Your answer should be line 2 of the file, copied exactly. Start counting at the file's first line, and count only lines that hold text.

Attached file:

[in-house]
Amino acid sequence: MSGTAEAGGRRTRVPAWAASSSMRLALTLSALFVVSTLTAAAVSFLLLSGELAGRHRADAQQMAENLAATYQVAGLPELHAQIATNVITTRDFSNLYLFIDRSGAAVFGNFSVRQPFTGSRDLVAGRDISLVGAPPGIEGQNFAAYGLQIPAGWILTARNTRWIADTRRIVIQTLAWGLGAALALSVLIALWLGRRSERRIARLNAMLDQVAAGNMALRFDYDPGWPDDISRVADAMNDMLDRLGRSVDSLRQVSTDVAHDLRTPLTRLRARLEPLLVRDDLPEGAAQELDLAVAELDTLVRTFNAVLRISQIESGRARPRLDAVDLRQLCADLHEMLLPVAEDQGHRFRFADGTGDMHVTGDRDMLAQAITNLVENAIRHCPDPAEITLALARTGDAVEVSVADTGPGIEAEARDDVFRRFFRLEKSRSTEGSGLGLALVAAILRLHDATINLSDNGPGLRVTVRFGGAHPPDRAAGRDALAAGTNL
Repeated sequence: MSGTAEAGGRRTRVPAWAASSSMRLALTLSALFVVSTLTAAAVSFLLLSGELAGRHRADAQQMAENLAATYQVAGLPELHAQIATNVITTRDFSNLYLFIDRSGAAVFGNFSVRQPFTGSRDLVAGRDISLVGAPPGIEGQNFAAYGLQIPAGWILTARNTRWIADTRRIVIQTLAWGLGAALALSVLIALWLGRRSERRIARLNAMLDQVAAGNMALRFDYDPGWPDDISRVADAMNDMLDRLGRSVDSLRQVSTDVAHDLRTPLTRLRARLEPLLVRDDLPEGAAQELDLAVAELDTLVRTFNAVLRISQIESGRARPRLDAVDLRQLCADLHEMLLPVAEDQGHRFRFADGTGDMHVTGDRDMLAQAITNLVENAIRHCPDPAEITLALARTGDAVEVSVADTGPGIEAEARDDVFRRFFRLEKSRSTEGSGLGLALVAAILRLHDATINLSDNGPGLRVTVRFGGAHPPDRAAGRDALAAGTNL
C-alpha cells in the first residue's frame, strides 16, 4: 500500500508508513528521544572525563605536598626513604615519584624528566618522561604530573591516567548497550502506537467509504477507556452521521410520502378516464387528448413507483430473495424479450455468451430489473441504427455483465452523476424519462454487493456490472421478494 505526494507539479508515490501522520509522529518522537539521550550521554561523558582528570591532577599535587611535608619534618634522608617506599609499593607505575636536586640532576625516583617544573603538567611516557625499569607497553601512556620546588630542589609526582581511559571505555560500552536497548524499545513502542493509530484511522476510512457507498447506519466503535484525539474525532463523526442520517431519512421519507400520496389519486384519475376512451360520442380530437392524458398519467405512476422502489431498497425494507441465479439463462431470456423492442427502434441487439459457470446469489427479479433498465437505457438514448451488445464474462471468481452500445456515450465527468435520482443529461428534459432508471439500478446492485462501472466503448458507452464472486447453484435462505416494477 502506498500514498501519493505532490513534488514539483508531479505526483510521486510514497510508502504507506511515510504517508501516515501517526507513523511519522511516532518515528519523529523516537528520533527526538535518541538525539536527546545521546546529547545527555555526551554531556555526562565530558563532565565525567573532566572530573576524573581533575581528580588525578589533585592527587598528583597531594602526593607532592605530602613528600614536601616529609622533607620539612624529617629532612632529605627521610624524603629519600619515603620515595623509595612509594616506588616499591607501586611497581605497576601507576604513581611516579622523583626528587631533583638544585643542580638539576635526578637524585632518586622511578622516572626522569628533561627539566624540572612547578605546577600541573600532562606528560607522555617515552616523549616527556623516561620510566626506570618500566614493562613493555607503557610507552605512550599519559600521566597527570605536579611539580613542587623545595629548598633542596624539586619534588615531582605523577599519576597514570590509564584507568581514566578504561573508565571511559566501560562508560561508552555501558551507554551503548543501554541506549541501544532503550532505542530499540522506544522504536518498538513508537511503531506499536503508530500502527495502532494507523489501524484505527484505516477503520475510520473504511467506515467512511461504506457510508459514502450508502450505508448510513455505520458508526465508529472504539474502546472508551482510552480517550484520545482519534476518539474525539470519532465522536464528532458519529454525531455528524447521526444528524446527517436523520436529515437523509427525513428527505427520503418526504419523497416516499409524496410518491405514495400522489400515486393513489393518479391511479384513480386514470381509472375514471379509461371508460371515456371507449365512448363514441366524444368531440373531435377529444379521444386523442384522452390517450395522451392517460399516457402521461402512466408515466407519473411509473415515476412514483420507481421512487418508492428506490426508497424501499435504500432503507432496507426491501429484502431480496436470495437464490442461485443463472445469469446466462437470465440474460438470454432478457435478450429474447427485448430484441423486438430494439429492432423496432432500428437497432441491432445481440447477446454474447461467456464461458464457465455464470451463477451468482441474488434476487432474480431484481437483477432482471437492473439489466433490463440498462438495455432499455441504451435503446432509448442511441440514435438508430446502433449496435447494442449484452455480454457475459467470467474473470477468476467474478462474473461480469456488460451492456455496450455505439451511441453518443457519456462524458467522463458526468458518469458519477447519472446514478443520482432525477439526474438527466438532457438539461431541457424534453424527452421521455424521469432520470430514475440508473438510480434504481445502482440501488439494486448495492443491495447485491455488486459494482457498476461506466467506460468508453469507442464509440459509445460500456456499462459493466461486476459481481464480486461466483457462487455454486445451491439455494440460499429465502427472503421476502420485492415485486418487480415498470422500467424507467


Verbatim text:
Amino acid sequence: MSGTAEAGGRRTRVPAWAASSSMRLALTLSALFVVSTLTAAAVSFLLLSGELAGRHRADAQQMAENLAATYQVAGLPELHAQIATNVITTRDFSNLYLFIDRSGAAVFGNFSVRQPFTGSRDLVAGRDISLVGAPPGIEGQNFAAYGLQIPAGWILTARNTRWIADTRRIVIQTLAWGLGAALALSVLIALWLGRRSERRIARLNAMLDQVAAGNMALRFDYDPGWPDDISRVADAMNDMLDRLGRSVDSLRQVSTDVAHDLRTPLTRLRARLEPLLVRDDLPEGAAQELDLAVAELDTLVRTFNAVLRISQIESGRARPRLDAVDLRQLCADLHEMLLPVAEDQGHRFRFADGTGDMHVTGDRDMLAQAITNLVENAIRHCPDPAEITLALARTGDAVEVSVADTGPGIEAEARDDVFRRFFRLEKSRSTEGSGLGLALVAAILRLHDATINLSDNGPGLRVTVRFGGAHPPDRAAGRDALAAGTNL